Cascadian Group came in at #5.
Read more here.
"The first annual Central Oregon Fastest 20 Awards, presented by Cascade Business News (CBN), celebrated the most rapidly rising stars of the increasingly diverse local business scene..."
Cascadian Group came in at #5.
Read more here.
THE BEND VENTURE CONFERENCE AWARDS OVER $7,600,000 IN LAST FOUR YEARS, WITH $1,650,000 IN FUNDING FOR 2017
Eight Companies Across Three Competition Categories Take Home Investments and Cash Prizes
BEND, OR – October 20, 2017 – Economic Development for Central Oregon (EDCO) hosted the 14th Annual Bend Venture Conference (BVC) to a sold-out crowd at the Tower Theatre in Downtown Bend. Over the past two days, 14 companies presented their ideas to over 600 attendees in hopes of gaining investments from prominent funds. Of those 14 finalists, eight companies walked away with funding totaling $1,650,000 in both investments and cash prizes. Side investment deals are still being finalized.
Over the past four years, the Bend Venture Conference has awarded more than $7,600,000 million to 30 companies, completely reinventing Oregon’s angel and venture investor landscape. This year’s award breakdown is as follows:
Growth Stage Competition
The Growth Stage competition, which included companies that have a proven concept and initial revenues, had five different winners.
*The investment arm of the conference, BVC, LLC, awarded the Growth Stage investments following considerable due diligence of each of the five presenting finalists. The investment included $10,000 from Oregon Community Foundation and $25,000 from Oregon Growth Account. Investments are still being finalized, with the final amounts to be announced in the coming months.
Social Impact Competition
The Social Impact competition, which included for-profit companies with an integrated social or environmental mission, had one winner awarded by the Social Impact LLC. This is the third award given by the Social Impact LLC in two years.
*The social impact investment arm of the conference awarded an investment following considerable due diligence of each of the four presenting finalists. This investment included $25,000 from Oregon Growth Account and $15,000 from Craft3. Investments are still being finalized, with the final amount to be announced in the coming months.
Early Stage Competition
Over half of the BVC’s presenting companies received funding. The event’s two big winners receiving the most in funding are LeadMethod, walking away with over $485,000, and Handful receiving $400,000.
“The Bend Venture Conference continues to evolve and advance Central Oregon as a great place for startups and entrepreneurs. The quality of companies that continue to apply and present at BVC is overwhelming,” said Brian Vierra, EDCO’s Venture Catalyst. “Over the past four years, we’ve announced numerous winners – almost all our finalists are ending up with some type of funding or mentoring as a result of the conference. Our goal is to move all these companies towards the next step in their lifecycle.”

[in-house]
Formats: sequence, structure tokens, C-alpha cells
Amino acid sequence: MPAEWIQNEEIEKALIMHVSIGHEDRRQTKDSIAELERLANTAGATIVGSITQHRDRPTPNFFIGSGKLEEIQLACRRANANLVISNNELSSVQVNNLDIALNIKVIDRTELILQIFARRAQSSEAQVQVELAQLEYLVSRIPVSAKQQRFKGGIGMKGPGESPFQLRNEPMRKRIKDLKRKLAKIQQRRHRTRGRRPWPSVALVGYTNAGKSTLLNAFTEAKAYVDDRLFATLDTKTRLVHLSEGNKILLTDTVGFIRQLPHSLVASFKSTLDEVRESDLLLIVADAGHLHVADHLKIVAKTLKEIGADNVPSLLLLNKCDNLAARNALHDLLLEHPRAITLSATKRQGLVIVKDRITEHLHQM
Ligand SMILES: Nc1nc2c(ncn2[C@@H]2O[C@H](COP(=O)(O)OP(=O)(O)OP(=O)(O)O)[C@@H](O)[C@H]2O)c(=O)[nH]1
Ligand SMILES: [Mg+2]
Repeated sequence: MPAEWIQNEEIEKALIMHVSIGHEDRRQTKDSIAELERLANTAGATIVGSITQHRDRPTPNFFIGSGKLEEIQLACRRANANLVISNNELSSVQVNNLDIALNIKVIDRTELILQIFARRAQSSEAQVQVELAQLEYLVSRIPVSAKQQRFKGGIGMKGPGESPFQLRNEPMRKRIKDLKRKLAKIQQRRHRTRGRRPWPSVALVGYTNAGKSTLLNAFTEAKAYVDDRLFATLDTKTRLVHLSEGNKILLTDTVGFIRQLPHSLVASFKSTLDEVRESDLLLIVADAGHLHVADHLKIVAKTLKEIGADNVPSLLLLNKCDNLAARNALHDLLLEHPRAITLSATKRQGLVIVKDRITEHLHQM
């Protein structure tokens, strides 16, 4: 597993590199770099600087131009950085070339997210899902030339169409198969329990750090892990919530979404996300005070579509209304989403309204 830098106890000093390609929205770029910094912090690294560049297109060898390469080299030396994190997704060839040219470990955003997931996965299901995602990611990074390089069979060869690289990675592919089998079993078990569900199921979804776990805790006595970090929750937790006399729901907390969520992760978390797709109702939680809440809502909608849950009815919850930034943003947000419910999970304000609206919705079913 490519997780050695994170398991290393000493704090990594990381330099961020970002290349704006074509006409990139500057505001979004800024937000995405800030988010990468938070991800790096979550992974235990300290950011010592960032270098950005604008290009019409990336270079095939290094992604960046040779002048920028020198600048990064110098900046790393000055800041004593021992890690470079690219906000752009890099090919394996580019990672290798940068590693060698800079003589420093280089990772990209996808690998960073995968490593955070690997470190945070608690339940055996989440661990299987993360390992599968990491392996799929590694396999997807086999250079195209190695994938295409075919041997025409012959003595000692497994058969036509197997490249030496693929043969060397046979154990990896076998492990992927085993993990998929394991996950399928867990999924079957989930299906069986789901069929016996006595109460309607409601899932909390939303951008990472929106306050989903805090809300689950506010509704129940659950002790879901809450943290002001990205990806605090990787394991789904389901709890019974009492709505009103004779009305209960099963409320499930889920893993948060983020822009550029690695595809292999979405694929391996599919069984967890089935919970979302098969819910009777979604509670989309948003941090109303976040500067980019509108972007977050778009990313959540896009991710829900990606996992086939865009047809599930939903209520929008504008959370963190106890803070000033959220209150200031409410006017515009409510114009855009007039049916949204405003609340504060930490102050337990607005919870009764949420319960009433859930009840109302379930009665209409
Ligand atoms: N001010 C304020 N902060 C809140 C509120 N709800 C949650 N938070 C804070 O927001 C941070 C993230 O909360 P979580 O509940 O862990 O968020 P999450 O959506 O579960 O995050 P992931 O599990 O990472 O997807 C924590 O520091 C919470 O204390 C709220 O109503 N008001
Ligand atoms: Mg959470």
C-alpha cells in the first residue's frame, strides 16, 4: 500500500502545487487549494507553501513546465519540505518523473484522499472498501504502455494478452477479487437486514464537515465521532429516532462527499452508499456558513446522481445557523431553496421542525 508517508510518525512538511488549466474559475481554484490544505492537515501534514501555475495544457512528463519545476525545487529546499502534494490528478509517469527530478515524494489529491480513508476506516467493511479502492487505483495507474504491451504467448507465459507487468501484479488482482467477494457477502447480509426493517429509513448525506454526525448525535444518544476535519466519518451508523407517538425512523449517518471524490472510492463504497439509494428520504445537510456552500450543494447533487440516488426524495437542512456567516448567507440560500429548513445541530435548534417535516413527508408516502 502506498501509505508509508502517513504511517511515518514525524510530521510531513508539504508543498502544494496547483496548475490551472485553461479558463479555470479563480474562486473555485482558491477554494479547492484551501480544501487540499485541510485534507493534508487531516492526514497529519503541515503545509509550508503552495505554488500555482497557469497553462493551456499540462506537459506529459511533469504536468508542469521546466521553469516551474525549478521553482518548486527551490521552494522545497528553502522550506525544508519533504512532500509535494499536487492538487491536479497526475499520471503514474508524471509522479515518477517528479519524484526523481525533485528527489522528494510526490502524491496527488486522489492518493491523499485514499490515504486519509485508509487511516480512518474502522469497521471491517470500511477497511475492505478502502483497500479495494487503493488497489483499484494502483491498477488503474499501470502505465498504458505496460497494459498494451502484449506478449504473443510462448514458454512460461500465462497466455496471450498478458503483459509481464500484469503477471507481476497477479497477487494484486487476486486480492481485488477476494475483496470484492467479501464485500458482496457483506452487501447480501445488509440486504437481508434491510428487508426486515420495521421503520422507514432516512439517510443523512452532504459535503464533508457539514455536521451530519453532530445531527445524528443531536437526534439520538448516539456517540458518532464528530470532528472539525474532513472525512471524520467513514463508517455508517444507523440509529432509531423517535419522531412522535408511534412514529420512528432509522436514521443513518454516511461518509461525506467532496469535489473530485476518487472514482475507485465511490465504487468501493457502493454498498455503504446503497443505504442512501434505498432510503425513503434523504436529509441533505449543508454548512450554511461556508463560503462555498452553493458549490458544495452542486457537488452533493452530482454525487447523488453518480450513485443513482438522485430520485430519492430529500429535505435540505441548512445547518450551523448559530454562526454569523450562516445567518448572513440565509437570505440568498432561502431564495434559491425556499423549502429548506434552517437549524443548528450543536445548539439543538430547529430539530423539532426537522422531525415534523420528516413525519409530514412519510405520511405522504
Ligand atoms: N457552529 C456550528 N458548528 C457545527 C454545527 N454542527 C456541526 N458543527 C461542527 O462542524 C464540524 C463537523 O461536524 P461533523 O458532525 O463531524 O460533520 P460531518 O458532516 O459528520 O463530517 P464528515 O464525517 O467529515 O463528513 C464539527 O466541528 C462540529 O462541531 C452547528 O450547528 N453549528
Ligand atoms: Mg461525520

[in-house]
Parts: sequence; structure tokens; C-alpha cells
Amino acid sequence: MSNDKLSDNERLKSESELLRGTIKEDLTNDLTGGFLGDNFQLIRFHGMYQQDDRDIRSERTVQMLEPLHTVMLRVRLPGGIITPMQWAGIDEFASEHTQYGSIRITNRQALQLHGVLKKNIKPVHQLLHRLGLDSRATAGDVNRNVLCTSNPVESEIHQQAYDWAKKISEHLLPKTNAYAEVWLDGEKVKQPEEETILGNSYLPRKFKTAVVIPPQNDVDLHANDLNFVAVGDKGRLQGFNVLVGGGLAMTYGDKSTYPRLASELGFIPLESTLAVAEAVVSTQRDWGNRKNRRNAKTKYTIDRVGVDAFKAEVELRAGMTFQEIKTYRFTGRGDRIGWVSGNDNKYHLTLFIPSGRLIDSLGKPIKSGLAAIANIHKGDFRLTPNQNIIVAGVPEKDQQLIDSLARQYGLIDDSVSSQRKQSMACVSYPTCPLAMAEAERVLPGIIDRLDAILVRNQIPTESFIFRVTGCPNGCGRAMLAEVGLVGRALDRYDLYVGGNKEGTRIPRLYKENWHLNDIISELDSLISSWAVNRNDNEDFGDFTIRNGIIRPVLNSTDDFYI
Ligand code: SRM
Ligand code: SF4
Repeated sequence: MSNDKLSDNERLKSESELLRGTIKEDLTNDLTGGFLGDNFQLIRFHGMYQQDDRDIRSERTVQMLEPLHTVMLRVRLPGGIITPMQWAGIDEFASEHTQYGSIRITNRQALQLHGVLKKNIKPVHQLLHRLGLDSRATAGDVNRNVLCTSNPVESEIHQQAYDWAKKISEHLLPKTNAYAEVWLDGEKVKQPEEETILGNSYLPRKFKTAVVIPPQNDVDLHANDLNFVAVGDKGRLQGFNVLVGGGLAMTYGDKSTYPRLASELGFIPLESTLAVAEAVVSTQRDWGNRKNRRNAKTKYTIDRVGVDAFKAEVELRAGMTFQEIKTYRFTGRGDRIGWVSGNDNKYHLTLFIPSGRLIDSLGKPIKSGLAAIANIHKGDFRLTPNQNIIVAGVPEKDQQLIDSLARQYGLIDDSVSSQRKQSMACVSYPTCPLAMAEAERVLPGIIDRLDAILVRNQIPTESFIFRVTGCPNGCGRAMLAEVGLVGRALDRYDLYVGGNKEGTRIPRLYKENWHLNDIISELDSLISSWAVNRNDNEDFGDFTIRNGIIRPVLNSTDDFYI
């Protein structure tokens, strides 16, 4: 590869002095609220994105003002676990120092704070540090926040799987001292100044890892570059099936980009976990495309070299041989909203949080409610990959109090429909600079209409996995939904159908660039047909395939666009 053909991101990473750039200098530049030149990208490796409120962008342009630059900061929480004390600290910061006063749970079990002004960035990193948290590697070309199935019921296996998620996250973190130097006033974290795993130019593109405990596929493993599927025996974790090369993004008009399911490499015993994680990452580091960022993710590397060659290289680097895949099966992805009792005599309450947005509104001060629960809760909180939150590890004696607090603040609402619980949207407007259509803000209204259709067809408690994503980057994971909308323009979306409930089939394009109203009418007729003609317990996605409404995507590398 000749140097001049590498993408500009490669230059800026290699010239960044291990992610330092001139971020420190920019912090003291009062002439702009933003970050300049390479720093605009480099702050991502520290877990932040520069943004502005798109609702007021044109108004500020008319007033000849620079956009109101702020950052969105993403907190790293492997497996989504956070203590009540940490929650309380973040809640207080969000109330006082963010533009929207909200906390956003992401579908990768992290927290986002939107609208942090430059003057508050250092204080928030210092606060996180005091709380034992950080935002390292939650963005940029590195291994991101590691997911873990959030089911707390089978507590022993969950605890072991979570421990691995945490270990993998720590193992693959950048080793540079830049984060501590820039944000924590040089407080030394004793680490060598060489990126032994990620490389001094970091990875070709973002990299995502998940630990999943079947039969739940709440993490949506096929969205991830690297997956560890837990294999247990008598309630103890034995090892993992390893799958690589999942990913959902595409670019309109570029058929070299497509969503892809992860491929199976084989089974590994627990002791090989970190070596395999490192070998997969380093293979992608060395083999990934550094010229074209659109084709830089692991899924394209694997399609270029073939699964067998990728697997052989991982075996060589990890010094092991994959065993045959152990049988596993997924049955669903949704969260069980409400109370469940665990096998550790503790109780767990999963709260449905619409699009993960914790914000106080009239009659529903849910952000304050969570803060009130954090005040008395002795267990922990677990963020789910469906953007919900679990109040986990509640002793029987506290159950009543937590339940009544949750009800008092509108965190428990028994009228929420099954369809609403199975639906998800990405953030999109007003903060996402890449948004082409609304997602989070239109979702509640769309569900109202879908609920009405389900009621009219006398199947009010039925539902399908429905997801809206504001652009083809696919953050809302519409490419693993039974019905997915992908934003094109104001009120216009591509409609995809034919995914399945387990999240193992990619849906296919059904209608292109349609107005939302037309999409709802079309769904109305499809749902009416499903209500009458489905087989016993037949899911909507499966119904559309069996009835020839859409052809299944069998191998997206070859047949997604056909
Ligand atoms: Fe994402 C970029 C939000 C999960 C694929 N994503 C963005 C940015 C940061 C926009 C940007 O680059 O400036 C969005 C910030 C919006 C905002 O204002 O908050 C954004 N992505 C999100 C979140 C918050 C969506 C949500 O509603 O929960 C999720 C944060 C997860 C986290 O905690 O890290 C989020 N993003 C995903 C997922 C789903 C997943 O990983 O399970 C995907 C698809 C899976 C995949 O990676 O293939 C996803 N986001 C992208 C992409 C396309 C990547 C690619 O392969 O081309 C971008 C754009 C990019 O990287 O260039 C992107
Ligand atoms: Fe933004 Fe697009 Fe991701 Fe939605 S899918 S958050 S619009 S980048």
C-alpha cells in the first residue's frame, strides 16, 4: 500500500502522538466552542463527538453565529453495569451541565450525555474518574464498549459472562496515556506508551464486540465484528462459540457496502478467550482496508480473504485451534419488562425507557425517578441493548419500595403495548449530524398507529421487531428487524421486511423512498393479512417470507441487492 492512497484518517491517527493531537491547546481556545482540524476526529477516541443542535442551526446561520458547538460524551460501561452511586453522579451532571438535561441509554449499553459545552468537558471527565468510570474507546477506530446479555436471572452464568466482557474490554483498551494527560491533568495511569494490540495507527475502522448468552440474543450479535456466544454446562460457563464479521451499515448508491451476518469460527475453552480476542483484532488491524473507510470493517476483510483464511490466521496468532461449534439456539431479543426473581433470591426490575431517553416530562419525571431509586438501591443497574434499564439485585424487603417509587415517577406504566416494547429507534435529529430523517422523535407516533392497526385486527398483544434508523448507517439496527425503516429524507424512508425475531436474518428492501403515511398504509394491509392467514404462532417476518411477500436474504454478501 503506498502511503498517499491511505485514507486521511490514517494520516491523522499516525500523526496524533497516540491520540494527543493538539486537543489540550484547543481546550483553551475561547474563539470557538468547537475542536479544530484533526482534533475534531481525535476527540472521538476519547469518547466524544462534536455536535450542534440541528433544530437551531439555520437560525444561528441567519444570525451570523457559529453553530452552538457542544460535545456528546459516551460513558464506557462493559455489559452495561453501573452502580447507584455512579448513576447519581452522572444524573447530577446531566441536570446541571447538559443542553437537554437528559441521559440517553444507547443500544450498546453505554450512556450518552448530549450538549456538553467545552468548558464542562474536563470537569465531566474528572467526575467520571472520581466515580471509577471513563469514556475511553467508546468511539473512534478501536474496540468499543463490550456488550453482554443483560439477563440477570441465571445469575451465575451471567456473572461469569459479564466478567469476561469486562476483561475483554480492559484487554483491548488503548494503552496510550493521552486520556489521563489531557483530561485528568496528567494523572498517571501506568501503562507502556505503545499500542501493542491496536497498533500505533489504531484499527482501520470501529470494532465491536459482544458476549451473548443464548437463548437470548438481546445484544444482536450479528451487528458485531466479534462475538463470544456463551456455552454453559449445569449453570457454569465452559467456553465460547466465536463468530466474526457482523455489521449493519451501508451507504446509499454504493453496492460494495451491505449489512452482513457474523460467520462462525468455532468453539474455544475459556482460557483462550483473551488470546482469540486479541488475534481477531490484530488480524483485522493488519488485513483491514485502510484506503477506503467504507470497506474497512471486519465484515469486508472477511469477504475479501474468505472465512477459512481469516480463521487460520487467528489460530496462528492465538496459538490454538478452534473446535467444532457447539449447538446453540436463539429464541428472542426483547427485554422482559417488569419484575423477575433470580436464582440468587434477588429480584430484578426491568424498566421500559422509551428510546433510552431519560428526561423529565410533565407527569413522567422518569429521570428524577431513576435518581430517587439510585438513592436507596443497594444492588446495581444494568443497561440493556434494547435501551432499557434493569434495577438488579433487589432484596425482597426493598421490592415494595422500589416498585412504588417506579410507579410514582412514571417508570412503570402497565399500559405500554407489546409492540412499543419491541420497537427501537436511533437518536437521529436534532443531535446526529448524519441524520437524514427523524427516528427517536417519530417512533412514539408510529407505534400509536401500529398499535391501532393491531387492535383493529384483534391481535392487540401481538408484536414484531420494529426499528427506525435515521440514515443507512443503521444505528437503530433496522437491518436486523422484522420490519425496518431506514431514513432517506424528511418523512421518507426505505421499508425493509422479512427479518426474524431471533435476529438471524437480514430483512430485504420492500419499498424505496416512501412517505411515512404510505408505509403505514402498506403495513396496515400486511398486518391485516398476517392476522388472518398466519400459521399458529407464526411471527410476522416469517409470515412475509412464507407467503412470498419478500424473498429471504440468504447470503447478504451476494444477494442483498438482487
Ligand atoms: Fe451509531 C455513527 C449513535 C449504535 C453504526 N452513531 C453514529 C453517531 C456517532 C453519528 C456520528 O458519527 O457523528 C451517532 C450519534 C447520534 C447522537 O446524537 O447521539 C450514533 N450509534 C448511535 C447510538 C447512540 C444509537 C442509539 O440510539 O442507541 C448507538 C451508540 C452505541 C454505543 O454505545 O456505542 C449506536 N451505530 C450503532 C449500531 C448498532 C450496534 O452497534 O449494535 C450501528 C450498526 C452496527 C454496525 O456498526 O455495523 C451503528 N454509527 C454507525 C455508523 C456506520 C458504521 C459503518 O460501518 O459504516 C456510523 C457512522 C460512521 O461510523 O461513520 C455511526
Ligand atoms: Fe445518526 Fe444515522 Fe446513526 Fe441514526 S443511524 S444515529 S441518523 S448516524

About Bend Venture Conference (BVC)
BVC, hosted by EDCO, is one of the largest angel conferences in the country. More than 600 attendees, six funds, 32 prominent investors, and 89 companies participated in 2016’s conference, where nearly $4 million was invested in 10 companies.
Cascadian Group, LLC has selected Stephen King as Director of Corporate Development to augment the firm’s diverse capabilities in executive management. Stephen will join venture development, executive consulting, and M&A engagements across the Western US, with particular emphasis on strategic leadership and corporate growth.
Stephen is a veteran CEO who has produced $5B+ in shareholder value, leading organizations to exceptional performance by engaging teams, transforming cultures, and implementing creative organizational solutions. He served as CMO and head of Europe for a $2B multinational; grew a company from $90M to $300M ($8B market cap on NASDAQ); nurtured a startup to $20M, exiting for $100M; turned around a public company, selling for $400M; and acquired multiple businesses along the way. A strategic visionary, he is nonetheless willing to get his hands dirty, driving rapid expansion through sales and marketing.
Stephen graduated from the London School of Economics, attended Wharton’s executive development program, and embarked on a PhD in Mythology and Depth Psychology.
The Bend Venture Conference, hosted by EDCO, is the largest Angel Conference in the Pacific Northwest. Last year, over 600 attendees, 50 prominent investors, and 89 companies joined us for a celebration of entrepreneurship and innovation. Investments, awards, and prizes of nearly $4 million opened the opportunity for multiple winners at the 2016 conference!
Cascadian Group has sponsored and otherwise supported BVC since 2007, and principal Jason M. Moyer has managed the annual growth-stage fund(s) since 2014. Organizers just announced this year's top ten companies, outlined here.